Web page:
RE: [gnso-raa-b] Is there any revision to the US supreme court ruling of 2000 that "Internet domain names are a new form of intellectual property"?
- To: "Sivasubramanian M" <isolatedn@xxxxxxxxx>, <gnso-raa-b@xxxxxxxxx>
- Subject: RE: [gnso-raa-b] Is there any revision to the US supreme court ruling of 2000 that "Internet domain names are a new form of intellectual property"?
- From: "Hammock, Statton" <shammock@xxxxxxxxxxxxxxxxxxxx>
- Date: Thu, 19 Aug 2010 17:16:20 -0400
I'll try to answer your question.
A domain name is not property of any sort - it is a contract right that
does not exist separate and apart from the services performed by a
registrar. Wornow v. Register.com, Inc., 2004 N.Y. Slip. Op. 04776
(App. Div., June 8, 2004) (citing Network Solutions, Inc. v. Umbro
Int'l, Inc., 259 Va. 759, 770, 529 S.E.2d 80, 86 (2000)). Other court
decisions have held that a domain name is simply an address. It is
valueless apart from the content or goodwill to which it is attached. A
domain name that is not a trademark entails only contract, not property
rights. Thus, a domain name registration is the product of a contract
for services between the registrar and registrant. Dorer v. Arel, 60 F.
Supp. 2d 558, 561 (E.D. Va. 1999). When the contract between a
registrar and registrant expires or terminates, the domain name ceases
to exist. Property, on the other hand, does not cease to exist merely
because services associated with the property come to an end.
Because a domain name is a product of a contract for
services, the disposition of the domain name is a function of the terms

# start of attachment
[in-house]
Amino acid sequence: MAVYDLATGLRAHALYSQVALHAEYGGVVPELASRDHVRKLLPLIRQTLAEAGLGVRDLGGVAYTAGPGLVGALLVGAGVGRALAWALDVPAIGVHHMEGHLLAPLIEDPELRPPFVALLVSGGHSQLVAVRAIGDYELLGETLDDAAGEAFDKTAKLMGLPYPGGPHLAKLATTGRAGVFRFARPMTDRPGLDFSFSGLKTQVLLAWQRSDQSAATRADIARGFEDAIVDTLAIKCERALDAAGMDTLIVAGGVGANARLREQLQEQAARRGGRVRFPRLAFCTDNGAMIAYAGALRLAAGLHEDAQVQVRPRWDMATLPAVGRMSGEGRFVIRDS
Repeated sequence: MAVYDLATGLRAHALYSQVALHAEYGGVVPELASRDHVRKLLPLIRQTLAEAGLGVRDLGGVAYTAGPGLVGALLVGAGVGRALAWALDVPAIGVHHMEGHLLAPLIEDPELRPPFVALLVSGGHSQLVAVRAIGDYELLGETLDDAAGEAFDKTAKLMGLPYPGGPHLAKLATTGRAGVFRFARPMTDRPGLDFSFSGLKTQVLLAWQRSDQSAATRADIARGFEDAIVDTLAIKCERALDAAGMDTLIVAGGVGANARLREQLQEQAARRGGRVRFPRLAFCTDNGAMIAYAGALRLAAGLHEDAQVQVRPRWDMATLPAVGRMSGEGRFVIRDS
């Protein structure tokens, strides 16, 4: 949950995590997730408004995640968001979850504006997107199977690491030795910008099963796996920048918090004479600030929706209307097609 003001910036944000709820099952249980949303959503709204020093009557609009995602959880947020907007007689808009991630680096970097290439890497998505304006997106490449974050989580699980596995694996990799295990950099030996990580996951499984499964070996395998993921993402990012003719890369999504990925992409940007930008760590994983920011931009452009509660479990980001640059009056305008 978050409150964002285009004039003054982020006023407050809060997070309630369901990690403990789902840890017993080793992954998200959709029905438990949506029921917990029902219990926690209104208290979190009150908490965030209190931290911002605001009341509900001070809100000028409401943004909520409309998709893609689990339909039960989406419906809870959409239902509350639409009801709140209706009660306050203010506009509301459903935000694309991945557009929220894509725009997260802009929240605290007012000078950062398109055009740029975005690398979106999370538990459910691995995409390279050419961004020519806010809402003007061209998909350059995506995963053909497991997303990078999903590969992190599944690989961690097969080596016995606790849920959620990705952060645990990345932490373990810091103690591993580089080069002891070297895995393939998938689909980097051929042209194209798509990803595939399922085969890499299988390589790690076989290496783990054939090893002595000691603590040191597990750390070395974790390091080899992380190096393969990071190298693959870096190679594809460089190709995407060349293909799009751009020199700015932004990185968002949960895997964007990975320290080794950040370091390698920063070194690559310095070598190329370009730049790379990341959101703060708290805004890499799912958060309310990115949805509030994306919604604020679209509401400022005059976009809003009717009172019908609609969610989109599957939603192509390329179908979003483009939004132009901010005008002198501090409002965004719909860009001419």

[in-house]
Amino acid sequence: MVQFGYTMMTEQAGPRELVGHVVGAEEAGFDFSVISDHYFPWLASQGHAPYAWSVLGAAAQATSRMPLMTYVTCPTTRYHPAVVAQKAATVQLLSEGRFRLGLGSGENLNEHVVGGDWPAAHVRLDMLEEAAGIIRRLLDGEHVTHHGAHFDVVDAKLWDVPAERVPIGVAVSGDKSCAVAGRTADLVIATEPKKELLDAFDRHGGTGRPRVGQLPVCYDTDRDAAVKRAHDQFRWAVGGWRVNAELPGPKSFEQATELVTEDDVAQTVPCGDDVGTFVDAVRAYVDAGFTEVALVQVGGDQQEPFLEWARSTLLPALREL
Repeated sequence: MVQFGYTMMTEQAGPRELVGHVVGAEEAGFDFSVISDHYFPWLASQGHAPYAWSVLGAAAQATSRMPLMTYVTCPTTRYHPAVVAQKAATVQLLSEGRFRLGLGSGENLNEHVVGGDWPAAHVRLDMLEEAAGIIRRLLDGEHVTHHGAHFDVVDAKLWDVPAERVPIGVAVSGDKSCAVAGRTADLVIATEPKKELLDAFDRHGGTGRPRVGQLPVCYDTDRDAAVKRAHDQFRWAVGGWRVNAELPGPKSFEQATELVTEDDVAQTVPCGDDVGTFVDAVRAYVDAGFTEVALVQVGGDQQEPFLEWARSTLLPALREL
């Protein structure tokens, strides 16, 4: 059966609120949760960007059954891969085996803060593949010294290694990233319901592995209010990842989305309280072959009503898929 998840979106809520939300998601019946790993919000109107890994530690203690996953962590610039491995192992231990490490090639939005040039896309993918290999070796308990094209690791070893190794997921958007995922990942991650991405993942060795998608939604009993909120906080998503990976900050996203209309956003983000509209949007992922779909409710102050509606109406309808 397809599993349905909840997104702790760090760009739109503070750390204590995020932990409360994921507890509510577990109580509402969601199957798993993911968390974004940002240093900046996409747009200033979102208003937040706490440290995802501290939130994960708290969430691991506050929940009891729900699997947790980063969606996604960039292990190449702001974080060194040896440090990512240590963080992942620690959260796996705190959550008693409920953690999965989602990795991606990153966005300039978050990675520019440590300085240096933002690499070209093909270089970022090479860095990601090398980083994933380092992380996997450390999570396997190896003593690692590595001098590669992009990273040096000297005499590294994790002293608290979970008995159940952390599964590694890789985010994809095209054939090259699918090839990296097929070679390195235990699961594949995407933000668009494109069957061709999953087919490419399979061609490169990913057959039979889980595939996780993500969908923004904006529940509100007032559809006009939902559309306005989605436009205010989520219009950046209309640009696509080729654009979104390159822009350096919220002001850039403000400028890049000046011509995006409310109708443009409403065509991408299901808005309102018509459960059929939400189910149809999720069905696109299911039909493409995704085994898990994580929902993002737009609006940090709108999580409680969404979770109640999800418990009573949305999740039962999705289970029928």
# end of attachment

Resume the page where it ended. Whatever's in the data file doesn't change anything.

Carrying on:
of the contract. For instance, Network Solutions' current Service
Agreement with registrants provides:
a. By You. You may terminate this Agreement upon at least thirty (30)
days written notice to Network Solutions for any reason.
b. By Us. We may terminate this Agreement or any part of the Network
Solutions services at any time in the event you breach any obligation
hereunder, fail to respond within ten (10) calendar days to an inquiry
from us concerning the accuracy or completeness of the information
referred to in Section 4 of this Agreement, if we determine in our sole
discretion that you have violated the Network Solutions Acceptable Use
Policy, which is located on our Website at
http://www.networksolutions.com/legal/aup.jsp and is incorporated herein
and made part of this Agreement by reference, or upon thirty (30) days
prior written notice if we terminate or significantly alter a product or
Thus, Network Solutions has the power and authority to terminate its
registration services, under some circumstances, as provided in its
The language from the Network Solutions agreement you cited is more than
ten years old and is very much out of date.
I hope this is helpful.
Sr. Director, Law, Policy & Business Affairs
P 703-668-5515 M 703-624-5031 www.networksolutions.com
From: owner-gnso-raa-b@xxxxxxxxx [mailto:owner-gnso-raa-b@xxxxxxxxx] On
Behalf Of Sivasubramanian M
Sent: Thursday, August 19, 2010 4:34 PM
Subject: [gnso-raa-b] Is there any revision to the US supreme court
ruling of 2000 that "Internet domain names are a new form of
There is a very old report at page
http://news.cnet.com/2010-1071-281311.html that says that in the year
2000, the US supreme court reversed a 1999 circuit court ruling that
"Internet domain names are a new form of intellectual property".
1) Is there any revision on this US supreme court ruling that domain
names are not intellectual property ? Is ICANN's position on ownership
of a domain name entirely governed by the US Supreme Court decision of
2000 or later, if revised?
2) This report also says that Network Solutions revised its Domain
Registration Agreement (based on the Supreme Court ruling ??? ) in Nov
1999 which gave the company sweeping rights such as. The agreement
* NSI may terminate "domain name registration services" if the
registrant uses them for "any improper purpose, as determined in our
sole discretion." The term "improper" is left open for NSI to interpret.
Ten years later, in 2010, is this power to terminate a domain name with
the Registrar, Registry or with ICANN ?